Four steps Labour would take to fix Universal Credit

Rachel Reeves

Eight months ago we set up an independent group to examine whether the government’s flagship welfare reform programme, Universal Credit, could be saved.

Led by Kieran Quinn, leader of Tameside council, the ‘Universal Credit Rescue Committee’ has examined the delivery and design of the troubled policy in great detail.


As the committee publishes its final report here, today I have announced four measures that a Labour government would take to try to rescue and improve Universal Credit. Each of these steps will help to ensure a simpler system for people claiming benefits and tax credits, while delivering value for money for taxpayers.

First, a Labour government would order a three-month pause to the troubled programmme. This brief break would enable a thorough review to take place so we could examine value for money, the management and delivery of the policy.

Second, we will call in the independent National Audit Office to scrutinise Universal Credit and to make sure the review’s conclusions are robust. We will also ask the National Audit Office to produce quarterly reports for Parliament on the progress of this major government scheme, aiming to increase transparency and openness on a policy that has been shrouded in secrecy.

Third, if Universal Credit goes ahead we will make big changes to help families by reversing the government’s decision to not given payments to the main carer of children in a household. This has disproportionately affected women. A Labour government will ensure payments of benefits for children are made to the person who is caring for them, not just the main earner.

Finally, Labour will make changes to Universal Credit to cut red tape for the self-employed. Under the current regime, the growing number of people who are self-employed are at risk of increased bureaucracy because they will have to understand and complete three separate sets of accounting rules in order to comply with Government regulations.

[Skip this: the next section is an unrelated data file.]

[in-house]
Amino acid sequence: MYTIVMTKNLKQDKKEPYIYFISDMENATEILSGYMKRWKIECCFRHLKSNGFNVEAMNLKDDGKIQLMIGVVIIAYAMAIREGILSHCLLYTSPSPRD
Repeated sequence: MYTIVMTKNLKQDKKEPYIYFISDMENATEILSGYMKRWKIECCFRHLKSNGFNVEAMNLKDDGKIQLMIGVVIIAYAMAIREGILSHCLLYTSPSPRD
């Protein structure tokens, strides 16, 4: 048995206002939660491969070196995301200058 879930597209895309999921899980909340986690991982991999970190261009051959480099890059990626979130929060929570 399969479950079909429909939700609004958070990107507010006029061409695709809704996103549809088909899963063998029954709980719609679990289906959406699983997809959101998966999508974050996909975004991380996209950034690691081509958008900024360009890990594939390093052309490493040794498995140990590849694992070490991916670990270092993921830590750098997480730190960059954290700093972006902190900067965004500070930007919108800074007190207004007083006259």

The changes to help families and the self-employed will be funded from within the existing budget.

So, while we support the principle of Universal Credit, we will not accept the waste and delays which have left the project in crisis. £131 million has already been wasted by incompetent ministers and unless the government gets a grip of Universal Credit millions more could be frittered away.

Delays have also brought the scheme to a grinding halt. Originally, Iain Duncan Smith promised one million people would be on Universal Credit by April 2014. But the latest figures show just 5,610 people are signed up, with the cost per person of the programme currently at £109,000.

Labour’s review and the National Audit Office’s work will enable an incoming government, under Ed Miliband’s leadership, to take hard-headed decisions about whether Universal Credit can be rescued. In reality, though, it should not take another ten months to bring in the National Audit Office. In the interests of taxpayers, David Cameron should call them in today. Then, we can finally get a grip of this failing programme.

Rachel Reeves is the Shadow Secretary of State for Work and Pensions.

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